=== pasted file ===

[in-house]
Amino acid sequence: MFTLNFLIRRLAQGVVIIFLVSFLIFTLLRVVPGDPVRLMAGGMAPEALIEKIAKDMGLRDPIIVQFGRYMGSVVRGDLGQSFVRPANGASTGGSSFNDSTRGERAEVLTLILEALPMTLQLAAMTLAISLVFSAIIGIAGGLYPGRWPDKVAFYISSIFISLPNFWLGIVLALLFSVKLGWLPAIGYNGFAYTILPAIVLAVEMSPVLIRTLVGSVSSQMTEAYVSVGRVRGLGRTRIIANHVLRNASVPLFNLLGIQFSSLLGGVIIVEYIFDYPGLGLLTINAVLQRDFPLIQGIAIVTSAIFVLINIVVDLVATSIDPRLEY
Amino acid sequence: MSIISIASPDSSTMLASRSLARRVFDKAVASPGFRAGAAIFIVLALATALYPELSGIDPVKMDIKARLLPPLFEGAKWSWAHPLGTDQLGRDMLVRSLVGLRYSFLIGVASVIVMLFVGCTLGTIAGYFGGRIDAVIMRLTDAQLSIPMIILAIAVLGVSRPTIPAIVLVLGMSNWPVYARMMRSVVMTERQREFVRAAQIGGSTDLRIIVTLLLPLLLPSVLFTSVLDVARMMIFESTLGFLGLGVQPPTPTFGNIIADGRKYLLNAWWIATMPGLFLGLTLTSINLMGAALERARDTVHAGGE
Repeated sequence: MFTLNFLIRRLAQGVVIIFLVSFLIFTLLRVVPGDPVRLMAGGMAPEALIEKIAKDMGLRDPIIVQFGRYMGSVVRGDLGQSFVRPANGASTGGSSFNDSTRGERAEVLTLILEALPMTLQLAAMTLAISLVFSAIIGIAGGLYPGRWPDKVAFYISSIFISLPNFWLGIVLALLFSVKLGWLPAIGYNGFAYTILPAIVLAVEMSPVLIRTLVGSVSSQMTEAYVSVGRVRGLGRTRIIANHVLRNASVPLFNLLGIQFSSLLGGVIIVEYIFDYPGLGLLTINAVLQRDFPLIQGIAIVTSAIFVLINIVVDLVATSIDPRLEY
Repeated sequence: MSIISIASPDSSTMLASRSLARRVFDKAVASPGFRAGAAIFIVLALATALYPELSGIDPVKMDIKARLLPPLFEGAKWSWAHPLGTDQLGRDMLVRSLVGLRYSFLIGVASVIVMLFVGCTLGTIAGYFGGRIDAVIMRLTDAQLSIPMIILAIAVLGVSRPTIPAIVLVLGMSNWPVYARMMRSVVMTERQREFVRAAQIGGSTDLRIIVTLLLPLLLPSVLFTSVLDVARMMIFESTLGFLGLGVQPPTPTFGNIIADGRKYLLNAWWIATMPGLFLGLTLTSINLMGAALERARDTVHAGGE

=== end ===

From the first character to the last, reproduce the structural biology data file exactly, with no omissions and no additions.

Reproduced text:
[in-house]
Amino acid sequence: MFTLNFLIRRLAQGVVIIFLVSFLIFTLLRVVPGDPVRLMAGGMAPEALIEKIAKDMGLRDPIIVQFGRYMGSVVRGDLGQSFVRPANGASTGGSSFNDSTRGERAEVLTLILEALPMTLQLAAMTLAISLVFSAIIGIAGGLYPGRWPDKVAFYISSIFISLPNFWLGIVLALLFSVKLGWLPAIGYNGFAYTILPAIVLAVEMSPVLIRTLVGSVSSQMTEAYVSVGRVRGLGRTRIIANHVLRNASVPLFNLLGIQFSSLLGGVIIVEYIFDYPGLGLLTINAVLQRDFPLIQGIAIVTSAIFVLINIVVDLVATSIDPRLEY
Amino acid sequence: MSIISIASPDSSTMLASRSLARRVFDKAVASPGFRAGAAIFIVLALATALYPELSGIDPVKMDIKARLLPPLFEGAKWSWAHPLGTDQLGRDMLVRSLVGLRYSFLIGVASVIVMLFVGCTLGTIAGYFGGRIDAVIMRLTDAQLSIPMIILAIAVLGVSRPTIPAIVLVLGMSNWPVYARMMRSVVMTERQREFVRAAQIGGSTDLRIIVTLLLPLLLPSVLFTSVLDVARMMIFESTLGFLGLGVQPPTPTFGNIIADGRKYLLNAWWIATMPGLFLGLTLTSINLMGAALERARDTVHAGGE
Repeated sequence: MFTLNFLIRRLAQGVVIIFLVSFLIFTLLRVVPGDPVRLMAGGMAPEALIEKIAKDMGLRDPIIVQFGRYMGSVVRGDLGQSFVRPANGASTGGSSFNDSTRGERAEVLTLILEALPMTLQLAAMTLAISLVFSAIIGIAGGLYPGRWPDKVAFYISSIFISLPNFWLGIVLALLFSVKLGWLPAIGYNGFAYTILPAIVLAVEMSPVLIRTLVGSVSSQMTEAYVSVGRVRGLGRTRIIANHVLRNASVPLFNLLGIQFSSLLGGVIIVEYIFDYPGLGLLTINAVLQRDFPLIQGIAIVTSAIFVLINIVVDLVATSIDPRLEY
Repeated sequence: MSIISIASPDSSTMLASRSLARRVFDKAVASPGFRAGAAIFIVLALATALYPELSGIDPVKMDIKARLLPPLFEGAKWSWAHPLGTDQLGRDMLVRSLVGLRYSFLIGVASVIVMLFVGCTLGTIAGYFGGRIDAVIMRLTDAQLSIPMIILAIAVLGVSRPTIPAIVLVLGMSNWPVYARMMRSVVMTERQREFVRAAQIGGSTDLRIIVTLLLPLLLPSVLFTSVLDVARMMIFESTLGFLGLGVQPPTPTFGNIIADGRKYLLNAWWIATMPGLFLGLTLTSINLMGAALERARDTVHAGGE